Format

Send to

Choose Destination
Am J Ophthalmol. 2007 Aug;144(2):227-231. Epub 2007 Jun 4.

Outcomes of Boston keratoprosthesis in aniridia: a retrospective multicenter study.

Author information

1
Wilmer Eye Institute, The Johns Hopkins School of Medicine, Baltimore, MD 21287, USA. esakpek@jhmi.edu

Abstract

PURPOSE:

To evaluate the long-term outcomes of keratoprosthesis as an alternative surgical procedure in the management of aniridic keratopathy.

DESIGN:

Retrospective, multicenter case series.

METHODS:

Fifteen adult patients (16 eyes) with aniridia who were deemed at high risk for regular donor corneal transplantation underwent a Boston type I keratoprosthesis procedure for visual rehabilitation. Device retention rate, preoperative and postoperative visual acuity, and intraoperative and postoperative complications were studied.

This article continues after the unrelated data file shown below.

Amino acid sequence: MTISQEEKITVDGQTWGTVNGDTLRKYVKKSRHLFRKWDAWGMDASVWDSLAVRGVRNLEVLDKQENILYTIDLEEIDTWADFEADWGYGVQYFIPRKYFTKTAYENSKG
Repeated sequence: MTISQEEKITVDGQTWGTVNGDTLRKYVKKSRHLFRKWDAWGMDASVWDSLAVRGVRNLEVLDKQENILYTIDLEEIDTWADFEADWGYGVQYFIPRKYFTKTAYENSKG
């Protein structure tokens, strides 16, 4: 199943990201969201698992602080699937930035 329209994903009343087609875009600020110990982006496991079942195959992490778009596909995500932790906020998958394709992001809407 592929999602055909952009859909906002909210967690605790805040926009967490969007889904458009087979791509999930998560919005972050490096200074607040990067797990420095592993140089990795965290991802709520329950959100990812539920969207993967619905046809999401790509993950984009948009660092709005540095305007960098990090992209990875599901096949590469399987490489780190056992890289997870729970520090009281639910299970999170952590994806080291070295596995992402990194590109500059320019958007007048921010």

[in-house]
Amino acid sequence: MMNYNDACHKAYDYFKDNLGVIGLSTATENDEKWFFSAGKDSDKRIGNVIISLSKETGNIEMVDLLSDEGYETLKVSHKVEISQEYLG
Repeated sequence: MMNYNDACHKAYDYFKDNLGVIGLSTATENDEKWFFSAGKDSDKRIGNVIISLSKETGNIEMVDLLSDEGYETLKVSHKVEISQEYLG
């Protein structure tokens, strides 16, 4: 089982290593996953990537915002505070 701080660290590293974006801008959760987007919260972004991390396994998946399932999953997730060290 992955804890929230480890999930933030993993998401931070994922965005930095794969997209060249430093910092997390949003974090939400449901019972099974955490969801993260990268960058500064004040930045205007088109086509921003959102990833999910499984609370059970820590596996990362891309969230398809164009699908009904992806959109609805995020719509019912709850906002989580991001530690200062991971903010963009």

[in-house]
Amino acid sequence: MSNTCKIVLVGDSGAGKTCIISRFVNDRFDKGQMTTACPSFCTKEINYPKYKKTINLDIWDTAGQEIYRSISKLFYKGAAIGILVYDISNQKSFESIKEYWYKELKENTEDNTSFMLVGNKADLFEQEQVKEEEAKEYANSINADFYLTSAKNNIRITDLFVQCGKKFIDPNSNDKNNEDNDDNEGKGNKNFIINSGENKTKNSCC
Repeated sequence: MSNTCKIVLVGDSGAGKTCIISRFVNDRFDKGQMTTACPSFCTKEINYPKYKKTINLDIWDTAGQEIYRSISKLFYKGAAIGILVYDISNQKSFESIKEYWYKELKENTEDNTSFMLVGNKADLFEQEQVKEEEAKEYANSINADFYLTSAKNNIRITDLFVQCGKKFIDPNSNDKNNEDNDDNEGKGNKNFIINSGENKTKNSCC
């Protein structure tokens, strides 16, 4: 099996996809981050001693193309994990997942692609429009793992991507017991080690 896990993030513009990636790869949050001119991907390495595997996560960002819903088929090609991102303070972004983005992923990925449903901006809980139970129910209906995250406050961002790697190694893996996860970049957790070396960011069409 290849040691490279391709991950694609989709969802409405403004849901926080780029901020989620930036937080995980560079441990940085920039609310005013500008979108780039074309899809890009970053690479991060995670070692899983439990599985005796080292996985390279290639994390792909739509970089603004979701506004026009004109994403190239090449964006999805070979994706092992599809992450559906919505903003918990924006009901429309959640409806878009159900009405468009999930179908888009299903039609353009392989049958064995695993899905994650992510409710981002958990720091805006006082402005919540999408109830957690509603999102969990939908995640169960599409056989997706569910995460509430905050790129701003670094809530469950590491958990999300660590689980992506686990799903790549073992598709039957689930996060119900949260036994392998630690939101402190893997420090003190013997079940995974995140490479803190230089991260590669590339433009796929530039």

RESULTS:

The mean age of the patients was 45 (median 50) years. Six of the patients were females. Eleven patients had previously undergone donor corneal transplantations (average two grafts), with failure. In 10 patients, the keratoprosthesis surgery was combined with other procedures such as cataract extraction, tube shunt implantation, vitrectomy, and intraocular lens removal. No intraoperative complications were encountered. The follow-up ranged from two months to 85 months, with a median of 17 months. All devices remained in situ throughout the entire follow-up period. The visual acuity improved in all but one patient from a median of counting fingers (light perception to 20/300) to 20/200 (hand motions to 20/60). Comorbid preoperative conditions particularly optic nerve and foveal hypoplasia limited the final postoperative vision. No endophthalmitis or extrusion of the device occurred. One device required repair procedure without necessitating a removal.

CONCLUSIONS:

Keratoprosthesis offers significant vision benefits in this patient group.

PMID:
17543875
DOI:
10.1016/j.ajo.2007.04.036
[Indexed for MEDLINE]

Supplemental Content

Full text links

Icon for Elsevier Science
Loading ...
Support Center